He turned out to be a very nice man and we took the time to chat to him. He had done some special deployment work in Sudan and was awaiting his next call up. He let us go after 15 minutes of chatting and wished us well on our travels. We made our way to Sekuta Camping again and waited in the shady communal area until 1pm approached. Kirk has been considering buying a solar panel to connect to our fridge when we are stationary for a day or more as the battery is running dry quite quickly so that was our mission for the afternoon. We found a hardware store that specialised in almost anything. We found a solar panel that suited the purpose and Kirk managed to get it for €180. Whilst Kirk rigged it all up I caught up with e-mails, blogs and photos.

That evening we decided to explore the Senegambia tourist strip and went to one of the many restaurants for dinner. The streets were very festive and it felt like we had stepped into a European tourist resort. The locals were dressed in their best gear and the girls certainly dressed to impress. It became obvious why later on in the evening. After dinner we decided to visit one of the bars for a night cap. It was extremely busy and all I could do was sit and watch how the local girls threw themselves at the European men. Prostitution is rife in these areas and the girl’s main aims are to hook up with one of these men and possible get an invitation back to Europe. This did not however put a damper on the evening. We stayed out until after 4am and eventually dragged our weary bodies back to the campsite where we had to get some much needed sleep before we departed later on that day.

[book id=’14’ /]

Jan 2 2010

Senegal – diary 2009-12-09 to 2009-12-15


We awoke to glorious sunshine and blue skies. It made a change from the weather we had experienced for the last 5 days. It was so refreshing to have greenery around us and blue waters! We set up camp properly in the morning, the awning went up, the table set up with its red check table cloth and the comfy chairs were bought out from the roof box. We were set to stay at Zebrabar for the next 3 days. Supplies were low and so we decided to head into Saint Louis for restocking of groceries and beverages. The town centre was great! Founded in 1659, Saint Louis was the first French settlement in Africa. By 1790 it was a busy port and centre for the trade of goods and slaves and was home to a radically diverse population of 10 000. Since independence the buildings have deteriorated but the history and architecture still holds a huge French influence. We drove directly to the beach and immediately were sucked into the hustle and bustle of the fishing activities that were happening on the beach. We met a local called Babako and he offered to take us on a tour through the fishing market. It was most certainly an eye opener. The beach is unfortunately filthy; not only with rubbish but also with the remains of dead fish and human excrement. Babako found light of the situation and told us to watch out for the landmines. The traditional fishing boats are called pirogues. They are made out of wood and painted in beautiful colours and patterns. They haul in hundreds of kilograms of sardines which are either iced and sent off to Mali and Mauritania or salted and dried for export to countries further afield. The process is quite impressive as they still use traditional methods without the use of factories. The tour continued to the river side where the pirogues anchor just off shore and fisherman wearing rain macs and gumboots traipse through the water carrying baskets of the sardines just caught. These fish are packed directly into trucks, which are filled with crushed ice. One of the trucks was transporting the sardines directly to Bamako, Mali. They certainly do work very hard. As the tour was coming to an end Babako started talking about the price of rice and how it was very expensive to buy and feed your family. We thought this was him providing us with information as tour guides do but we soon found out that he was hinting at us to buy him some rice. We learnt very quickly that in Senegal, nothing is for nothing. We parted ways with Babako and gave him a generous tip…hopefully he has bought some rice with it! We met up with Noel and Reka again and went in search of lunch. We walked around the streets of Saint Louis. I really enjoyed looking at the infrastructure and noticing how some houses have been restored back to their glory whilst others are dilapidated and falling apart. We found a buvette that was happy to serve us lunch. We ordered a whole chicken and chips to share between the 4 of us and were told it would take 25 minutes…she didn’t even have the chicken to start with….2 hours later we ere tucking into our ‘lunch’.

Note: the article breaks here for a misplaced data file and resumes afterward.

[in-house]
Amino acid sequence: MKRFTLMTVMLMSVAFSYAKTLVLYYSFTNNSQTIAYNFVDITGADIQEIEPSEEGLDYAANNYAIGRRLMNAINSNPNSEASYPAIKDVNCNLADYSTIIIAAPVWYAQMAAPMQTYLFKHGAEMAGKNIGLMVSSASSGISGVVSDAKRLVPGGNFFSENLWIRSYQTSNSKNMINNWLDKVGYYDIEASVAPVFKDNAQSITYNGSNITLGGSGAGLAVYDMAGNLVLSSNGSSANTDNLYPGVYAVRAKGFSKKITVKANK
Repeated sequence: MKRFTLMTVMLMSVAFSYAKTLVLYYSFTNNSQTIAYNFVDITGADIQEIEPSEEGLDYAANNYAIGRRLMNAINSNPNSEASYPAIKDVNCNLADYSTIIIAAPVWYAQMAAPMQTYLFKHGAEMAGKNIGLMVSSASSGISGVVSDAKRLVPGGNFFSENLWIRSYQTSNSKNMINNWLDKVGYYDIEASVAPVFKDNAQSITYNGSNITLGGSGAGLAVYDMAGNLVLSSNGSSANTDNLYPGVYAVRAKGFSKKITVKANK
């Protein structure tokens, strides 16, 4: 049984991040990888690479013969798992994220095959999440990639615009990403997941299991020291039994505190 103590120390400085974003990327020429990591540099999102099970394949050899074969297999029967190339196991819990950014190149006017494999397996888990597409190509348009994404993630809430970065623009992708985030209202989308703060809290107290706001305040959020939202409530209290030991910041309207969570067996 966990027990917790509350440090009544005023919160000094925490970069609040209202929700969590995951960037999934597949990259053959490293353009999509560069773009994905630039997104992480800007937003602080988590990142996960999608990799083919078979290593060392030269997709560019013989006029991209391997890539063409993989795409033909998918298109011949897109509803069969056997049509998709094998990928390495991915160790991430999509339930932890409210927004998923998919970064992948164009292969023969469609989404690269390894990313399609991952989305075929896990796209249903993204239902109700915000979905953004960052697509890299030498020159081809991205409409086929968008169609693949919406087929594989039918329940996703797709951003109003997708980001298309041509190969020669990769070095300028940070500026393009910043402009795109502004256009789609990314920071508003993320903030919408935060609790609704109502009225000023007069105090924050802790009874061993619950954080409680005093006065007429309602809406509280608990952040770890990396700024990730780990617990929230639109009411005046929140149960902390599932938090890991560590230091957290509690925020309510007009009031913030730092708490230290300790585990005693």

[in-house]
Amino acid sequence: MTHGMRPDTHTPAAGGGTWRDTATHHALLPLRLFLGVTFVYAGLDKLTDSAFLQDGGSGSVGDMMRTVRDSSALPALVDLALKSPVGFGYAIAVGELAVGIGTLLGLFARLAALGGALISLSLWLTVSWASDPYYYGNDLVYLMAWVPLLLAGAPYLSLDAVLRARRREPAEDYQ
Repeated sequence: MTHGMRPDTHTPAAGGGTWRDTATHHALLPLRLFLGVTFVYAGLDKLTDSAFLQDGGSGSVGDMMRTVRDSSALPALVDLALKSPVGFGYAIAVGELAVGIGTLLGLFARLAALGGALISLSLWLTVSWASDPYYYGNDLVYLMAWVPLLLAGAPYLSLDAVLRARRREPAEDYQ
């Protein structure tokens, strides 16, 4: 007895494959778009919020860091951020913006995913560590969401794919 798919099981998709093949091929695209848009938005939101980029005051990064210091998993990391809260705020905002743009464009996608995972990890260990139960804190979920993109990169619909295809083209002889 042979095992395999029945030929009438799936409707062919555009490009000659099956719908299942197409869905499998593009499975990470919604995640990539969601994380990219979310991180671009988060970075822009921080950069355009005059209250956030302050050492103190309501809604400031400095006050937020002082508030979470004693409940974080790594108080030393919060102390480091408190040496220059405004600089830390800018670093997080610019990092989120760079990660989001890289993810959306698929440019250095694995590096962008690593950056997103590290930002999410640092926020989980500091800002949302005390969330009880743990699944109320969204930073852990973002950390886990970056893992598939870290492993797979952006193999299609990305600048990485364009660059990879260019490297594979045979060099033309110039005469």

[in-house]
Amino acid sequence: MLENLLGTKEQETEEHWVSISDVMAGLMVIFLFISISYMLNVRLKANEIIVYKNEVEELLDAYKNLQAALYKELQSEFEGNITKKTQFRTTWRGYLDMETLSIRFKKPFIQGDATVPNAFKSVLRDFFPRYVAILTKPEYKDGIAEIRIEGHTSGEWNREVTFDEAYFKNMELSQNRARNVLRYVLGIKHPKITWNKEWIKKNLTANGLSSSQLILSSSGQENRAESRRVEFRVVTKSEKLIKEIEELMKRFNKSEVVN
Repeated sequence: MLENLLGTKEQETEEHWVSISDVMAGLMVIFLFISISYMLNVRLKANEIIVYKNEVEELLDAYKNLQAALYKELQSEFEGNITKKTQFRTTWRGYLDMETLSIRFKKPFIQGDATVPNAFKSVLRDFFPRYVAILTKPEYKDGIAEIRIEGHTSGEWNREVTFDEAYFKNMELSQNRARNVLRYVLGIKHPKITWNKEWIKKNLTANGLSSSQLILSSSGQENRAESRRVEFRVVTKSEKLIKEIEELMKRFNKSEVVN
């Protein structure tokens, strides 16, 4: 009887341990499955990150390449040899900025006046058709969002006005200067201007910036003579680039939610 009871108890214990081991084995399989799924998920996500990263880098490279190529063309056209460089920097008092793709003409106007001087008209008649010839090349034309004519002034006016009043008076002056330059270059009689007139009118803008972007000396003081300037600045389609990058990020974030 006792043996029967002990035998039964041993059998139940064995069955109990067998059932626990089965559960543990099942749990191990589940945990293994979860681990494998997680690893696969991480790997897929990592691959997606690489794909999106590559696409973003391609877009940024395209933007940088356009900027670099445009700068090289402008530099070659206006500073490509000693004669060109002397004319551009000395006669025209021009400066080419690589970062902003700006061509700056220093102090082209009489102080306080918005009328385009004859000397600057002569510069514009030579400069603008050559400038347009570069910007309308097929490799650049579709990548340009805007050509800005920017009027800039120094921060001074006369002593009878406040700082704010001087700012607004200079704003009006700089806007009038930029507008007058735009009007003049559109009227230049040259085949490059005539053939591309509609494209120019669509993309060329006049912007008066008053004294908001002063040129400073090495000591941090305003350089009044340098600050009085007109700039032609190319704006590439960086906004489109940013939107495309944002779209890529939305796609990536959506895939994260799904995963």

After stocking up with some beverages we headed back to St Louis. Kirk and Noel made a campfire and Reka and I cooked some dinner (lunch was not that substantial). The guitars and harmonica came out and we enjoyed a sing song and of course many games of UNO.